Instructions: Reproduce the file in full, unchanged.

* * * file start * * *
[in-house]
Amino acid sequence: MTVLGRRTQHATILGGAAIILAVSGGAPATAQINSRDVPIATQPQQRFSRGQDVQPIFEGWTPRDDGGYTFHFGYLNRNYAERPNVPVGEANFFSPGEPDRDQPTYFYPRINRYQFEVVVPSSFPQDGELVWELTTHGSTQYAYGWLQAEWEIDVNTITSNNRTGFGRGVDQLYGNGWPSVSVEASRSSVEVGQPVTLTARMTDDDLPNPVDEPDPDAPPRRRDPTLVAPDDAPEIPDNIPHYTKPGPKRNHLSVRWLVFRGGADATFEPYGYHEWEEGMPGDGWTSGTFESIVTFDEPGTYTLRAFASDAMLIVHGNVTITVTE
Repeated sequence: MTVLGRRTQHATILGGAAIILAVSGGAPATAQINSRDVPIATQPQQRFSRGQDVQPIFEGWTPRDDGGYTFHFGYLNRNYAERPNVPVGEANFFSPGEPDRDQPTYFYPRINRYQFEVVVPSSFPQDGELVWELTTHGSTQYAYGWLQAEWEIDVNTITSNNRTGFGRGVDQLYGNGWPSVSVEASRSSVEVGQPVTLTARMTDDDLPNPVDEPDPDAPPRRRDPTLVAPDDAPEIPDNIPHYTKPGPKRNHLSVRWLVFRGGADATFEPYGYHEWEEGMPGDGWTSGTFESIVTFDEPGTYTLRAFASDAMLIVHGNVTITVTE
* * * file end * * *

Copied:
[in-house]
Amino acid sequence: MTVLGRRTQHATILGGAAIILAVSGGAPATAQINSRDVPIATQPQQRFSRGQDVQPIFEGWTPRDDGGYTFHFGYLNRNYAERPNVPVGEANFFSPGEPDRDQPTYFYPRINRYQFEVVVPSSFPQDGELVWELTTHGSTQYAYGWLQAEWEIDVNTITSNNRTGFGRGVDQLYGNGWPSVSVEASRSSVEVGQPVTLTARMTDDDLPNPVDEPDPDAPPRRRDPTLVAPDDAPEIPDNIPHYTKPGPKRNHLSVRWLVFRGGADATFEPYGYHEWEEGMPGDGWTSGTFESIVTFDEPGTYTLRAFASDAMLIVHGNVTITVTE
Repeated sequence: MTVLGRRTQHATILGGAAIILAVSGGAPATAQINSRDVPIATQPQQRFSRGQDVQPIFEGWTPRDDGGYTFHFGYLNRNYAERPNVPVGEANFFSPGEPDRDQPTYFYPRINRYQFEVVVPSSFPQDGELVWELTTHGSTQYAYGWLQAEWEIDVNTITSNNRTGFGRGVDQLYGNGWPSVSVEASRSSVEVGQPVTLTARMTDDDLPNPVDEPDPDAPPRRRDPTLVAPDDAPEIPDNIPHYTKPGPKRNHLSVRWLVFRGGADATFEPYGYHEWEEGMPGDGWTSGTFESIVTFDEPGTYTLRAFASDAMLIVHGNVTITVTE